Photo Credit:NYT Health
False rumors that children are fainting or dying have led parents to turn away vaccinators, threatening the campaign to eradicate the disease.
, a current affairs magazine focused on Asia.
Earlier this year, Pakistan announced that it
in order to make the campaigns faster and less intrusive. Teams would try a friendlier approach and gather less data on the families they visited, the prime minister’s office said.
But false rumors spread on social media saying the vaccine had
— or even that it had killed dozens of children — and many families locked their doors to vaccinators or hid their children.
In March, a health worker administered polio vaccine drops to a child during a campaign in Lahore, Pakistan.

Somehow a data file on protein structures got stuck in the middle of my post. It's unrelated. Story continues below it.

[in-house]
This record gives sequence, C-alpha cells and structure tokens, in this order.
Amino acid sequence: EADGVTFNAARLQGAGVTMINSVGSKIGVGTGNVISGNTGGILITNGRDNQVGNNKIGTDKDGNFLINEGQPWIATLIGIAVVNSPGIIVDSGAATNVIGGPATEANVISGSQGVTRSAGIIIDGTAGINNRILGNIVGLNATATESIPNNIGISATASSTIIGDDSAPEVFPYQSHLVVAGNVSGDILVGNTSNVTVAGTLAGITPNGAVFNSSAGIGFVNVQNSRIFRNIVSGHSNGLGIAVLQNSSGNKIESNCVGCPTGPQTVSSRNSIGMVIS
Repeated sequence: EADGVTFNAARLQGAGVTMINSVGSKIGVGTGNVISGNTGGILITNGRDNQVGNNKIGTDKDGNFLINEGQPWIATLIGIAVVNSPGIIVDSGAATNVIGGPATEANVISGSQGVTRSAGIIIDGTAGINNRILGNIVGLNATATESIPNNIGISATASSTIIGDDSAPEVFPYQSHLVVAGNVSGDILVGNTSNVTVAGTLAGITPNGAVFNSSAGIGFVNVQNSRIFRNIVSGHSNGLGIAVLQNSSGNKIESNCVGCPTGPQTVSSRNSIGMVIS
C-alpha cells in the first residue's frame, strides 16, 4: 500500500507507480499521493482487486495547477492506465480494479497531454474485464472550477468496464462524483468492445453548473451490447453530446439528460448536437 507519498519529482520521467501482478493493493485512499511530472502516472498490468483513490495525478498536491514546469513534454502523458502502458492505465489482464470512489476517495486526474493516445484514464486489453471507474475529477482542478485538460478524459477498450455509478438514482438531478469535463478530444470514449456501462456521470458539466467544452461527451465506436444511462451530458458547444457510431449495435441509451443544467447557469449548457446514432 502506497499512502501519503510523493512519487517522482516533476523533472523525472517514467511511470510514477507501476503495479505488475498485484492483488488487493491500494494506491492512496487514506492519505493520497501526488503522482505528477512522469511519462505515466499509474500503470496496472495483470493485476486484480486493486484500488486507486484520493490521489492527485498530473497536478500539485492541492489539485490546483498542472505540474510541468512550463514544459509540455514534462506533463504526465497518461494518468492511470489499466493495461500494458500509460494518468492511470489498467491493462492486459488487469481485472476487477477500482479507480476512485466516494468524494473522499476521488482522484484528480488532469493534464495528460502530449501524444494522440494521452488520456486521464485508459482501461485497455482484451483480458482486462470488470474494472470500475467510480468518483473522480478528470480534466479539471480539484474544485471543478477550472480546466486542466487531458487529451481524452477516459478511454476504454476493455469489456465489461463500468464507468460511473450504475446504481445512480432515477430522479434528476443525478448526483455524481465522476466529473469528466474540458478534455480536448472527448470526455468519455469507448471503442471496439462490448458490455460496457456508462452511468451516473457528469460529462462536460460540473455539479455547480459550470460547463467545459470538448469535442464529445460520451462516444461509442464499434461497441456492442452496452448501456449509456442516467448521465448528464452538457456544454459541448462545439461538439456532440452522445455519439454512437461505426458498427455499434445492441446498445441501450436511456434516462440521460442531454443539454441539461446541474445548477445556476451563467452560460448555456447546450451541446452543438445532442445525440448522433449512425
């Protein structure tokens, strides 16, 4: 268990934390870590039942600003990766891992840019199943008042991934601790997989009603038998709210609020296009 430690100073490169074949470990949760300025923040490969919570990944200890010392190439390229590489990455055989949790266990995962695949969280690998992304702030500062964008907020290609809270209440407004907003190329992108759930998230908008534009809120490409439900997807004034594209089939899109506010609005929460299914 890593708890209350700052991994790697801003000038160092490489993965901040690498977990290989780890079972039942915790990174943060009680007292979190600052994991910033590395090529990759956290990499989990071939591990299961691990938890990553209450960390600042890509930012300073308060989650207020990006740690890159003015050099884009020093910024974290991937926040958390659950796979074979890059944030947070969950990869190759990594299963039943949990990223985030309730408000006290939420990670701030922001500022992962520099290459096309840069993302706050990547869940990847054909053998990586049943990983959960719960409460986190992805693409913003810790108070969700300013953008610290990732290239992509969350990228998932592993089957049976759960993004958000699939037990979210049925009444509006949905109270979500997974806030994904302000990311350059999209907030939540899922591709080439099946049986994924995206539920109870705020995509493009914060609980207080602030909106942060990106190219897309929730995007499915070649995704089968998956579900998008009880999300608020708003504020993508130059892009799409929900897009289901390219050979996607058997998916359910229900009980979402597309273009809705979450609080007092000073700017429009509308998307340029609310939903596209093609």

Arif Ali/Agence France-Presse — Getty Images
The issue has split families; The Times of London recently described a Pakistani man returning from work and
divorcing his wife on the spot
after finding their children’s fingers marked with the indelible ink used by polio vaccinators.
Islamic law allows a man to end a marriage by merely saying “I divorce you” three times; he threw his wife and children out of the house.
As in other countries, like Italy, vaccines have become politicized, with opposition parties spreading anti-vaccine rumors.
Babar bin Atta, the prime minister’s special assistant for polio eradication, said in a letter to the Dawn newspaper that population movements and increasing numbers of refusals were hurting the effort.
The country, he said, would try to fix continuing problems with routine immunization, safe water and sanitation, and the high incidence of malnutrition.
Eradicating polio from Pakistan “may take longer than we hoped for,” he said.
The virus is threatening to spread to other countries. In May,
for the strain of virus circulating in Pakistan; Iran had its last case of polio paralysis in 2001.
For More Details : NYT Health